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Immigration Detention Quota Puts LGBT Immigrants, Asylum Seekers at Risk for Abuse

First Posted: Jun 03, 2014 03:55 PM EDT
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A detention quota mandated by Congress is placing LGBT undocumented immigrants directly in harm's way, according to a report from the Center for American ProgressNot only does the Congressional quota require the Department of Homeland Security to maintain bed space to jail 34,000 immigrants each day, at a cost to taxpayers of more than $2 billion every year, the policy puts LGBT undocumented immigrants at a risk of sexual assault that is 15 times higher than that of their heterosexual counterparts.

Not only are LGBT detainees at a greater risk of sexual assault, but 30 percent of individuals currently detained by DHS, many of whom are LGBT, would be free if not for the quota. Previously, only those suspected of committing crimes such as controlled-substance violations and prostitution were typically held in detention. Freeing that 30 percent would save taxpayers at least $600 million per year, and prevent the imprisonment of tens of thousands. It would also save thousands from potential sexual and physical abuse and denial of medical care.

LGBT immigrants have fled from more than 70 countries that criminalize same-sex relationships, such as Uganda, Nigeria, and India, arriving in the United States seeking asylum to escape precarious lives that are threatened with abuse and death. And, while the United States recognizes persecution based on sexual orientation or gender identity as grounds for asylum, the process of gaining asylum is strenuous and difficult. Many LGBT undocumented immigrants have no legal representation, and have access to only limited resources to support their claims. While waiting for assistance, LGBT undocumented immigrants are subjected to Immigration and Customs Enforcement's (ICE's) bed quota, forcing them to subsist in prison-like environments, where they encounter sexual assault, denial of medical care, prolonged use of solitary confinement, verbal and physical abuse, and even death. A Freedom of Information Act request filed by the Center for American Progress found 200 reported incidents of abuse against LGBT immigrants in detention facilities since 2008.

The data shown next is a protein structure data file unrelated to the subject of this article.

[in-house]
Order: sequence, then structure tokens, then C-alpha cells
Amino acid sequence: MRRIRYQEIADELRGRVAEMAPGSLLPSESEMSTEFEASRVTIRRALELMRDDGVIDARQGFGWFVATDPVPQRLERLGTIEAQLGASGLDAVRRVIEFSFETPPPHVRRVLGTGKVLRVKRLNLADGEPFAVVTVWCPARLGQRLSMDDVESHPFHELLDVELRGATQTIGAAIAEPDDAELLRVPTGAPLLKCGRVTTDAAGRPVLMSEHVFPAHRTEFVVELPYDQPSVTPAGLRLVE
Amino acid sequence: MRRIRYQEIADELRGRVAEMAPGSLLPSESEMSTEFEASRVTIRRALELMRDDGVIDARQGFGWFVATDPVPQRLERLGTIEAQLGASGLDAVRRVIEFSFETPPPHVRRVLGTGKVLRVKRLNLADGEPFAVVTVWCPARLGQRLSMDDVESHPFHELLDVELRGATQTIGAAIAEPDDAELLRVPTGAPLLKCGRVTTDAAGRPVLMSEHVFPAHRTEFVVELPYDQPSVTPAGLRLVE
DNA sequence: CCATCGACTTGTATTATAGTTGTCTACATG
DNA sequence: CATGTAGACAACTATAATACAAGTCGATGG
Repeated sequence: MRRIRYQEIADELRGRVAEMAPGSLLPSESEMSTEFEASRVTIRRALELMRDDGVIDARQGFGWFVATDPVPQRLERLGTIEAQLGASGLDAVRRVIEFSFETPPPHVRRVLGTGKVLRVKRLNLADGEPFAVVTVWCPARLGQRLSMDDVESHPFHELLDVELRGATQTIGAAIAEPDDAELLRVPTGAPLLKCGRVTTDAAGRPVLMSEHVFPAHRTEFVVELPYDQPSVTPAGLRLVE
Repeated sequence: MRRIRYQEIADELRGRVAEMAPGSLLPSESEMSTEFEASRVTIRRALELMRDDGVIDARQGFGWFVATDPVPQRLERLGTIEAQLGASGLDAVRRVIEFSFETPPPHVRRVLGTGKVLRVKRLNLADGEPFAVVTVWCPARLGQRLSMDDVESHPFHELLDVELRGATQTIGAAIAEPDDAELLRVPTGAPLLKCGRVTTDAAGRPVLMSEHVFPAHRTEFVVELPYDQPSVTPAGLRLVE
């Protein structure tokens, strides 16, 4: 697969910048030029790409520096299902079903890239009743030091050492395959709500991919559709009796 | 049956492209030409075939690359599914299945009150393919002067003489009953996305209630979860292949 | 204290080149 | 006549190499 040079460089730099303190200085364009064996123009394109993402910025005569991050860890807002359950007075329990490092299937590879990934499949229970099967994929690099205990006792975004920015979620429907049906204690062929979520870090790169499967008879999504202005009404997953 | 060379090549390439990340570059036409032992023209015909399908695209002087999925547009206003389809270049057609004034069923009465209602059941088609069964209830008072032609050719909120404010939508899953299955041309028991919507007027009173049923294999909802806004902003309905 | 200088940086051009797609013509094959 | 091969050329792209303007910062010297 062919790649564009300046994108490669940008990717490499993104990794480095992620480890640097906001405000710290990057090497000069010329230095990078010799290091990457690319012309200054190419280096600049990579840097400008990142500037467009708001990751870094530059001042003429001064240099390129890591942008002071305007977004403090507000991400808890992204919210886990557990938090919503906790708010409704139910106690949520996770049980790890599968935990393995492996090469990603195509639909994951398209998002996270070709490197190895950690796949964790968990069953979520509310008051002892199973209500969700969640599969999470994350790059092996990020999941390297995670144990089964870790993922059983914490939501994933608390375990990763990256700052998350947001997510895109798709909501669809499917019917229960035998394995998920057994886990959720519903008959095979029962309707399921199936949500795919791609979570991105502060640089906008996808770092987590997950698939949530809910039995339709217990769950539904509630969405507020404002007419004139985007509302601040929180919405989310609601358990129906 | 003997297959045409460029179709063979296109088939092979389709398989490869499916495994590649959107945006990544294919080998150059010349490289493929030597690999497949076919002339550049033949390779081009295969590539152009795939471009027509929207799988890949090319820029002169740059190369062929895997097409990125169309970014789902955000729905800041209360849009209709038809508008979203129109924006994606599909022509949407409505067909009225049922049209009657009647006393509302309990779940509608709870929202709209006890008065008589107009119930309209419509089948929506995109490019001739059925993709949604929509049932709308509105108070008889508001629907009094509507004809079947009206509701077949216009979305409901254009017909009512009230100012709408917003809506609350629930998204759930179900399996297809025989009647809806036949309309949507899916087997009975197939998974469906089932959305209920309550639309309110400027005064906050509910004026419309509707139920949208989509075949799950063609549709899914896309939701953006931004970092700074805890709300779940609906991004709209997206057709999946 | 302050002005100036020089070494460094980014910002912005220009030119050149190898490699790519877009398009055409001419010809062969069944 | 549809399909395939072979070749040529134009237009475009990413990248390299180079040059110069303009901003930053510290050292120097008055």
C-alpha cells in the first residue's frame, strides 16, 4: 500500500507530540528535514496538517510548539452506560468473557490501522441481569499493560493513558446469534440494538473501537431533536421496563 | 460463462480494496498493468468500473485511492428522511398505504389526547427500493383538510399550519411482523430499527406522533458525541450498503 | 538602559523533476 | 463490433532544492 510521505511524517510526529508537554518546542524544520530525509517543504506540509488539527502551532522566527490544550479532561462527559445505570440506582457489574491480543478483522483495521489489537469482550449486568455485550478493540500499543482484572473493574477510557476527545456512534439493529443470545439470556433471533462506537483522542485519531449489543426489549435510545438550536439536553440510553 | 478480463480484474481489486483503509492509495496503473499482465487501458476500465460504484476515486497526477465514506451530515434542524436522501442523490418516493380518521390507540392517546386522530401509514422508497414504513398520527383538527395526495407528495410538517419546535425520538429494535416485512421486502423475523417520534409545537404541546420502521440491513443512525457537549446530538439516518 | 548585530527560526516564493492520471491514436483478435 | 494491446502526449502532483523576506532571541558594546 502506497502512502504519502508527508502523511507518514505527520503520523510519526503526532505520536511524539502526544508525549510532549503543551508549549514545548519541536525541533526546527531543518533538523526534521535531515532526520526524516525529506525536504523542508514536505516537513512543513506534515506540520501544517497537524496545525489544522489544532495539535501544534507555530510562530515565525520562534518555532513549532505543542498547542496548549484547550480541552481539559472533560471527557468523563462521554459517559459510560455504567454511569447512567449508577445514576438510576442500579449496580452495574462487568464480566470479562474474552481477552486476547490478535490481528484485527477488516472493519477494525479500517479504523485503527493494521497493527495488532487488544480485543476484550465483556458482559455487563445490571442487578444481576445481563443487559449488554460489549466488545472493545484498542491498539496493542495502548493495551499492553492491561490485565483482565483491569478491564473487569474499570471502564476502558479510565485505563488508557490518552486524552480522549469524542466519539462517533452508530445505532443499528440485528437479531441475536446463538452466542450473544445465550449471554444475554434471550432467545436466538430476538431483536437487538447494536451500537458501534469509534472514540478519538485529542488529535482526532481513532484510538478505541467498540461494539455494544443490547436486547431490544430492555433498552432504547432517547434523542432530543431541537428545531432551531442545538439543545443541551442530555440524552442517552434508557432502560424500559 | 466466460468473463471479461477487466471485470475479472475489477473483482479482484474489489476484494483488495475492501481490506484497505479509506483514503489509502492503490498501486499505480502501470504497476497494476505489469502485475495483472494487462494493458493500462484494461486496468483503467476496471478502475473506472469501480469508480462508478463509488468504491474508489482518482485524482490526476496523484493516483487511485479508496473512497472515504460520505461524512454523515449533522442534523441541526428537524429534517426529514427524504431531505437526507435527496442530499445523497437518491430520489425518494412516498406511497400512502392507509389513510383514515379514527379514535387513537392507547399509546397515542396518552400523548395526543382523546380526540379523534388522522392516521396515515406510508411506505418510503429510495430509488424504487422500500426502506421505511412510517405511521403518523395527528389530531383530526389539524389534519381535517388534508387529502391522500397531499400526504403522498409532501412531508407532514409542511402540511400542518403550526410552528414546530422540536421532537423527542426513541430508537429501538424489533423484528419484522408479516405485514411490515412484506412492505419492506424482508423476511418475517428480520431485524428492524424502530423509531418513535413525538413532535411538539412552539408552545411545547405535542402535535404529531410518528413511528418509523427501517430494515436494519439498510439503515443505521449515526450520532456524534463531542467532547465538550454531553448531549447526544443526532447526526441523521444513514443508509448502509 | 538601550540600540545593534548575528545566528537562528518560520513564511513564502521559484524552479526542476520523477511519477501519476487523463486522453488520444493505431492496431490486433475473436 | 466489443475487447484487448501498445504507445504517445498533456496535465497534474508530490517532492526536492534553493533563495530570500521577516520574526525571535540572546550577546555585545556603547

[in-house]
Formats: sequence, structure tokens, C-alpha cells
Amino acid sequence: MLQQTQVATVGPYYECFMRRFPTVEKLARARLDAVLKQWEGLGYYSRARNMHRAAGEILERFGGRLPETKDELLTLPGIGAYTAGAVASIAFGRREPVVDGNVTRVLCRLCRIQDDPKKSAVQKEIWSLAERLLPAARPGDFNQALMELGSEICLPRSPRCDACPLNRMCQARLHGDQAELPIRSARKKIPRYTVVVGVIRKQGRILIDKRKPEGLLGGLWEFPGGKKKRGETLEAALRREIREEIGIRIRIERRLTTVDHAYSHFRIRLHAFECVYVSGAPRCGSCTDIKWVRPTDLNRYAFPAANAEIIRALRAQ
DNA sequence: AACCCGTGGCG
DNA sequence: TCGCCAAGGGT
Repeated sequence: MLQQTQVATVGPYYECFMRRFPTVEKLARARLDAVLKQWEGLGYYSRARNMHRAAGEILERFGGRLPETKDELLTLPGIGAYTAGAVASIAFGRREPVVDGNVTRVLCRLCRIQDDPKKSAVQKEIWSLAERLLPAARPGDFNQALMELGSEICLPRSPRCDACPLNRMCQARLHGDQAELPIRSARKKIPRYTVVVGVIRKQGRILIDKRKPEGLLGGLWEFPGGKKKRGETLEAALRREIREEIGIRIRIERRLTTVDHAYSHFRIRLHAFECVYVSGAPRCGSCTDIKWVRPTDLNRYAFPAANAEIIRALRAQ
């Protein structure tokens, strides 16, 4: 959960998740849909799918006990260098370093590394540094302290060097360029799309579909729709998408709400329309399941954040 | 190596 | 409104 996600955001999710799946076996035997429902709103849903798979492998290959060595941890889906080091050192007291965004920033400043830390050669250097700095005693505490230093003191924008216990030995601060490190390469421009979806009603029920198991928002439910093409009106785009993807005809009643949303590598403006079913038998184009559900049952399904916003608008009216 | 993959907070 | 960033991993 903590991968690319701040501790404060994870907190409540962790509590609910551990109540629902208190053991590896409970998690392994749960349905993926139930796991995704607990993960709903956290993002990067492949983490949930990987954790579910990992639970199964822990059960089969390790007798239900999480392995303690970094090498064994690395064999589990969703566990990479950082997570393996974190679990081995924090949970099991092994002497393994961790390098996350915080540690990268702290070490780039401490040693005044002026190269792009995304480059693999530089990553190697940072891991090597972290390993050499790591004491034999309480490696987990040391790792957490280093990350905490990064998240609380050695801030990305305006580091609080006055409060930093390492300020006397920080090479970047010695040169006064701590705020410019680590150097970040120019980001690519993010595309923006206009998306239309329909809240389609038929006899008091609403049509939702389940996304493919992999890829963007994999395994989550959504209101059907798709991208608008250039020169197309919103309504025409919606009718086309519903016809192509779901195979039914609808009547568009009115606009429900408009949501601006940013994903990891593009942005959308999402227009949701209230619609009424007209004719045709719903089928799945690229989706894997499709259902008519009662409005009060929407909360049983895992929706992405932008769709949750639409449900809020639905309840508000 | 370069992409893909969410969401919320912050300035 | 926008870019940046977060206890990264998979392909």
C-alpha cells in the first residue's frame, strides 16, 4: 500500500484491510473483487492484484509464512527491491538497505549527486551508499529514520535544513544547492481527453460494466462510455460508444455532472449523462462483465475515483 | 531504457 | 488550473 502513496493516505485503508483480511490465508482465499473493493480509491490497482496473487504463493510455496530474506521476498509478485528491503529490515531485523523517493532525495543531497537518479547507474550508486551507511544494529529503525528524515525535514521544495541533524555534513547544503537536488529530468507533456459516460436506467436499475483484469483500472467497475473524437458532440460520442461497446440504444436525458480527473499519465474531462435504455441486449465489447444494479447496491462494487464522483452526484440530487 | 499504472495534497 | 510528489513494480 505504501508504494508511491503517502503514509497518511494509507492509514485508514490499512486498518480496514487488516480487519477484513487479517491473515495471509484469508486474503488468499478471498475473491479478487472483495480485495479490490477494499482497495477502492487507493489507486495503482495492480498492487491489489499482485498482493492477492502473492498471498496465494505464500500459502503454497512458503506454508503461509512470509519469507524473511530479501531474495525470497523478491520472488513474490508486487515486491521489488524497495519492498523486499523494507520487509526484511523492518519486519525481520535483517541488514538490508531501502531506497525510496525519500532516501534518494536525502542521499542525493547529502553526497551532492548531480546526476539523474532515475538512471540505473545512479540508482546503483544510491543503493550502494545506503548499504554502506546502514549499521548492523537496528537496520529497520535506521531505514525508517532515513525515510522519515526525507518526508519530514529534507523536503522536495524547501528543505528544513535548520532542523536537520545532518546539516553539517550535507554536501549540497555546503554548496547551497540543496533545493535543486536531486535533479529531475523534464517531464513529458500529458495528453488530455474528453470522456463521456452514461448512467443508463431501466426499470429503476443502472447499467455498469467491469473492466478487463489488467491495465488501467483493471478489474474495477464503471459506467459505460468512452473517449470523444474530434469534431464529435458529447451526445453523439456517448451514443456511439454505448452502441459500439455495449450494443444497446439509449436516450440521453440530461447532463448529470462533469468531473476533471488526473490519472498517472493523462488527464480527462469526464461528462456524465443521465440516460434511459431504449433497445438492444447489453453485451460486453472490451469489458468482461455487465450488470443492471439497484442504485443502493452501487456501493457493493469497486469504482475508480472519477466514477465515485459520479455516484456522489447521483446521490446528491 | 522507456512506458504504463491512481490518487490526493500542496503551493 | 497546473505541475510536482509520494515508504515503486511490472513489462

LGBT status is considered a special vulnerability in custody determinations, so under ICE's automated Risk Classification Assessment tool — which determines whether an individual should be detained, released, or placed into detention alternatives — LGBT immigrants should be released or placed in less restrictive alternatives to detention whenever possible. But, they aren't; the detention bed quotas keep both LGBT and non-LGBT immigrants caged within the centers. And, because LGBT immigrants live "at the intersection of two marginalized communities and face multiple forms of profiling," they are more likely to encounter law enforcement, and fall victim to entrapment: condom possession used as evidence of prostitution, HIV criminalization, or "walking while trans." The targeting ensnares LGBT immigrants whether they are guilty of a crime or not.

"Wilfrido "Perla" Lopez-Roque, an HIV-positive transgender woman at the Santa Ana Jail in Santa Ana, California, came to the United States more than 25 years ago to flee incidents of brutal sexual violence in Mexico but was caught by ICE last year at a roadside checkpoint in San Diego County," said Sharita Gruberg, Policy Analyst at the Center for American Progress. "Lopez-Roque petitioned for asylum, claiming that if she were deported to Mexico she would be killed because of her gender identity."

Lopez-Roque had three convictions for prostitution, charges made more serious due to her HIV status. After spending more than a year in jail, and suffering verbal abuse and improper medical care as a transgender person, she was released. Lopez-Roque was an exception, however, and fortunate to have had representation. LGBT undocumented immigrants in detention centers without access to an attorney have only a 3 percent chance of being granted any form of relief.

The average detention stay is one month, but for those fighting deportation cases, it is much longer. Asylum seekers average 102 days in detention, and those who are eventually deemed eligible to remain in the U.S. spend 334 days in the dangerous environments.

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